Journal Article

Prevalence of Gabapentin in Impaired Driving Cases in Washington State in 2003–2007

Brianna L. Peterson

in Journal of Analytical Toxicology

Volume 33, issue 8, pages 545-549
Published in print October 2009 | ISSN: 0146-4760
Published online October 2009 | e-ISSN: 1945-2403 | DOI: http://dx.doi.org/10.1093/jat/33.8.545
Prevalence of Gabapentin in Impaired Driving Cases in Washington State in 2003–2007

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Gabapentin (Neurontin®) is an antiepileptic drug commonly prescribed for pain treatment. In the past 15 years, indications for gabapentin have been increasing even though the complete mechanism of action is unknown. Side effects include somnolence, dizziness, ataxia, nystagmus, and fatigue. This study reviewed all cases positive for gabapentin submitted to the Washington State Toxicology Laboratory between January 2003 and December 2007. The concentrations of gabapentin in blood from impaired driving cases (n = 137) ranged from < 2.0 to 24.7 mg/L with a mean of 8.4 ± 5.4 mg/L and a median of 7.0 mg/L. The driving population was 50% male with a mean age of 43.0 ± 10.9 years (range 23–73). Of the cases studied, only 7% were positive for gabapentin alone with the remaining 93% indicative of polydrug use. Drug Recognition Expert reports from four cases in which the only drug detected likely to be causing impairment was gabapentin were examined. These reports demonstrated that subjects may exhibit psychophysical indicators of a central nervous system depressant (e.g., horizontal gaze nystagmus, poor performance on standardized field sobriety tests) with clinical indicators (e.g., dilated pupils, low body temperature, and elevated pulse and blood pressure) that are not consistent with a depressant.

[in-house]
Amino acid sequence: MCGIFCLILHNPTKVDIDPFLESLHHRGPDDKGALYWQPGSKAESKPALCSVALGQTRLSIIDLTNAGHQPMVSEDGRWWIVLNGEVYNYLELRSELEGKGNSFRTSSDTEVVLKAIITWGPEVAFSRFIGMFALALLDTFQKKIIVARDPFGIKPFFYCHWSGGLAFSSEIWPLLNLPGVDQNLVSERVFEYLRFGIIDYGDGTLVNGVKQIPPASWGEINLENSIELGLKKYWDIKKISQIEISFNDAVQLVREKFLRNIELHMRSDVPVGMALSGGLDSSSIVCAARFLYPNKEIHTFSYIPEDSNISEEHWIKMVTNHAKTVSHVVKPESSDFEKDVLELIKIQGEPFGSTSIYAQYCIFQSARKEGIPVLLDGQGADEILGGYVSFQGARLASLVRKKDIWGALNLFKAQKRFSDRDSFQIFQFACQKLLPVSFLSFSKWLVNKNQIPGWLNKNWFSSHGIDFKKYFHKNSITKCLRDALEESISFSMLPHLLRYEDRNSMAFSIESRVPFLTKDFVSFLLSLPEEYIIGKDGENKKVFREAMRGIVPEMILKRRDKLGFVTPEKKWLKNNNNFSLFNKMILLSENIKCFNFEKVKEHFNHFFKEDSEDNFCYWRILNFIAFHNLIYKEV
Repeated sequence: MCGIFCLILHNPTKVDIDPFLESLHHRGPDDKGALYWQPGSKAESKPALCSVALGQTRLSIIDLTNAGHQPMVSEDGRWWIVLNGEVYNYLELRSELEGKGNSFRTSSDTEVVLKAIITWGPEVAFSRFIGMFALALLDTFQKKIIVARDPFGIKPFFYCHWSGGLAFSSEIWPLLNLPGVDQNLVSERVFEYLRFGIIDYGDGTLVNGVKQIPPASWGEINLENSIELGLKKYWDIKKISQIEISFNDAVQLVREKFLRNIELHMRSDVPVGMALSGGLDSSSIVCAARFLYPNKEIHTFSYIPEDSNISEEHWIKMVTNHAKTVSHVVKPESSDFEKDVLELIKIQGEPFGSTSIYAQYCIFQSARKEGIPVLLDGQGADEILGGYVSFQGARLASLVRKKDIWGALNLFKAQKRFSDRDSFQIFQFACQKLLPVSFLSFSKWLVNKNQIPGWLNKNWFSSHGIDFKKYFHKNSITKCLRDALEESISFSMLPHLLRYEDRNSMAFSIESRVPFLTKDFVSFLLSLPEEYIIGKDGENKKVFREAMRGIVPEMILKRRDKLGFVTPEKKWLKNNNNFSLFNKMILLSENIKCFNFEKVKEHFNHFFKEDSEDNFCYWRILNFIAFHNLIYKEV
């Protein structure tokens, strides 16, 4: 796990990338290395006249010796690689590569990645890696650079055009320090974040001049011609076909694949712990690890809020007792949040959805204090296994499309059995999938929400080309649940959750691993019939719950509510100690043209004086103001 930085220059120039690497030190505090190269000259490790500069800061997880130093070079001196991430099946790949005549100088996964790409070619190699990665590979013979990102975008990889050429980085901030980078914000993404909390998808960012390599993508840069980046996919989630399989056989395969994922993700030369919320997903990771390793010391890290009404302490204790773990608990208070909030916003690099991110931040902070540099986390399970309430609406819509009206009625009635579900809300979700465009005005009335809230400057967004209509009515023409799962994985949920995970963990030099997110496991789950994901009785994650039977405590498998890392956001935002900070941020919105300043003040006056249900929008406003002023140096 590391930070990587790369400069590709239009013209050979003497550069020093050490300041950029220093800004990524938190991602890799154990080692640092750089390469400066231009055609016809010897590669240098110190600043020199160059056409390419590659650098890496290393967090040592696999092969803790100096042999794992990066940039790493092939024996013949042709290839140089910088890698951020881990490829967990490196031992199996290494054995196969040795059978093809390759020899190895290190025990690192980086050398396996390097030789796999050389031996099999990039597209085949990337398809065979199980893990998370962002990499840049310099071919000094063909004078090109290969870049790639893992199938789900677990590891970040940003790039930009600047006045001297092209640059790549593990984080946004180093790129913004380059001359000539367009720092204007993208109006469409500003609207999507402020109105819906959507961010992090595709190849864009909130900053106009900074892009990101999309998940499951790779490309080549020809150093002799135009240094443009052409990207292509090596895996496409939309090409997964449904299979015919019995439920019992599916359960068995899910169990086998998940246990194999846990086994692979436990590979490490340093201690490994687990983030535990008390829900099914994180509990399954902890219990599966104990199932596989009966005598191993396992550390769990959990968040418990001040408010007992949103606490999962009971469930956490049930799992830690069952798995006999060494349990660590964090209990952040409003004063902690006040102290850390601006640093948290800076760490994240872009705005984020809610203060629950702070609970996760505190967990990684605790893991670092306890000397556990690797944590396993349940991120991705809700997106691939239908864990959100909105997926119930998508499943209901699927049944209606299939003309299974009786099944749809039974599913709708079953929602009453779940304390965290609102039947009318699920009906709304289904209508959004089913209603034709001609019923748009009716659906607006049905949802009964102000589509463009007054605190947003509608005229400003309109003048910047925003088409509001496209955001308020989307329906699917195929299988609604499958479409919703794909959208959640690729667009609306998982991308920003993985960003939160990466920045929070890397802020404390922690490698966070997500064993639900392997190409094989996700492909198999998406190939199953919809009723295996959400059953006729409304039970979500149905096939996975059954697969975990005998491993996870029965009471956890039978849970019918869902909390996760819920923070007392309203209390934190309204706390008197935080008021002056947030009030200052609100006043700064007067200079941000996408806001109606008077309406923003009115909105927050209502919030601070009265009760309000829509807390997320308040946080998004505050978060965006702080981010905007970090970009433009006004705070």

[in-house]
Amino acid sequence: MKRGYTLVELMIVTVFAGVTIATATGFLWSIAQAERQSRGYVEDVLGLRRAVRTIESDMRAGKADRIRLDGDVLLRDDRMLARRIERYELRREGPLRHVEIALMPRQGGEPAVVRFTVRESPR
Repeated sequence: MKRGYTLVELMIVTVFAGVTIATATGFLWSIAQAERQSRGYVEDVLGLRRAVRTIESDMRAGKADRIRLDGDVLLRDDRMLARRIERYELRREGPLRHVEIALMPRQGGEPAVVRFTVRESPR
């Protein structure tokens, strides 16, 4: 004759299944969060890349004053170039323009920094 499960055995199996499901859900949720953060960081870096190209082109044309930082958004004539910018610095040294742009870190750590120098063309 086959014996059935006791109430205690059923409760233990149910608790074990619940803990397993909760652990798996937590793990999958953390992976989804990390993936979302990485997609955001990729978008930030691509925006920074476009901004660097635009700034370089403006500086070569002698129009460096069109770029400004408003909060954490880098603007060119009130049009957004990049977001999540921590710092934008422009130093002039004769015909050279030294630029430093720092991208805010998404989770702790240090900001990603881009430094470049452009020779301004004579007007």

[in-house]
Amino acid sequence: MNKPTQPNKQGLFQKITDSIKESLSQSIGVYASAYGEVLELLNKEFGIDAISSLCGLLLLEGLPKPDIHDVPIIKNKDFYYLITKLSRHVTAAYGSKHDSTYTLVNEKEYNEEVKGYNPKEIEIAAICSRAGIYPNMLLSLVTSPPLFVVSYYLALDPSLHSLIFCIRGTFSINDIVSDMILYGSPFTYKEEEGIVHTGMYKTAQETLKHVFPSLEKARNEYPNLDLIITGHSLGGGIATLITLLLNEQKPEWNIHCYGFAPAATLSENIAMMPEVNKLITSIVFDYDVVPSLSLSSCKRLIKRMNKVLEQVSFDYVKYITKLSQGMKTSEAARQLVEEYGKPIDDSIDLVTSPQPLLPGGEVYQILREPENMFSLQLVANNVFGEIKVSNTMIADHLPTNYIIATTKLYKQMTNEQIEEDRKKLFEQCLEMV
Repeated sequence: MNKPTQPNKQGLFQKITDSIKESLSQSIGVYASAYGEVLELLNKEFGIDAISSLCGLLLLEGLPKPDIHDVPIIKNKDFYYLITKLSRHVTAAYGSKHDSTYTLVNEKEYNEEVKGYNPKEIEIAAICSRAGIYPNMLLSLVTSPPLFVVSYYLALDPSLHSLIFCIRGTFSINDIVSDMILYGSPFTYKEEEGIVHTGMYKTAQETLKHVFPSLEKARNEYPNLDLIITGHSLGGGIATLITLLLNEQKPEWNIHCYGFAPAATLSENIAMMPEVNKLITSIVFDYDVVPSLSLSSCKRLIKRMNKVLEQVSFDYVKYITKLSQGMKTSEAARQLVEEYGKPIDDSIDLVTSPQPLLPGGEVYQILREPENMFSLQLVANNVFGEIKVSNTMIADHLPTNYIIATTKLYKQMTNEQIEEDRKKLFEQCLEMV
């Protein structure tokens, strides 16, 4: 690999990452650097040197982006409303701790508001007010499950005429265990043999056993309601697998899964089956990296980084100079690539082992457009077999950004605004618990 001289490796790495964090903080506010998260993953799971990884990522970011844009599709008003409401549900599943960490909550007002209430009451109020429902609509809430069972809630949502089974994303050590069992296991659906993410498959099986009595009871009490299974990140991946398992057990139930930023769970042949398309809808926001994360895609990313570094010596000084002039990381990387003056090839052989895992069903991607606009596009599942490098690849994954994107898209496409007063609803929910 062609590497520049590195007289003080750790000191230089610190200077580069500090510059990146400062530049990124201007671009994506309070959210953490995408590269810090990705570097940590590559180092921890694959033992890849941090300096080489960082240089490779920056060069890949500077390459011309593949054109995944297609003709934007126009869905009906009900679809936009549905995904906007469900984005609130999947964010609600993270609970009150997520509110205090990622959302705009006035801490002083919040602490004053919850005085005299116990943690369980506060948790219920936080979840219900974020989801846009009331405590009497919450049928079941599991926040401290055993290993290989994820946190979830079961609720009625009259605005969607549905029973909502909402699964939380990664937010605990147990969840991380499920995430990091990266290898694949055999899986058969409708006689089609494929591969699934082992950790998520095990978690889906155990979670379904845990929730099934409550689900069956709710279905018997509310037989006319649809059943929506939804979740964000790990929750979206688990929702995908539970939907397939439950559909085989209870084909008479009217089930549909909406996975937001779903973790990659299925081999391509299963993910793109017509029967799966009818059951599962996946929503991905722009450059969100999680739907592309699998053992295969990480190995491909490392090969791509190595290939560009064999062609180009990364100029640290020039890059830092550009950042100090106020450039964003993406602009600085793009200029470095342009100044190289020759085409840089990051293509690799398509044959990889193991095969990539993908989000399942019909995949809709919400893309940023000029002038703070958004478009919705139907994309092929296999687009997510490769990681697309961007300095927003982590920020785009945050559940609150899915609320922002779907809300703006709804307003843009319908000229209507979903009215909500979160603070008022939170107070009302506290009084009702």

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Subjects: Medical Toxicology ; Toxicology (Non-medical)

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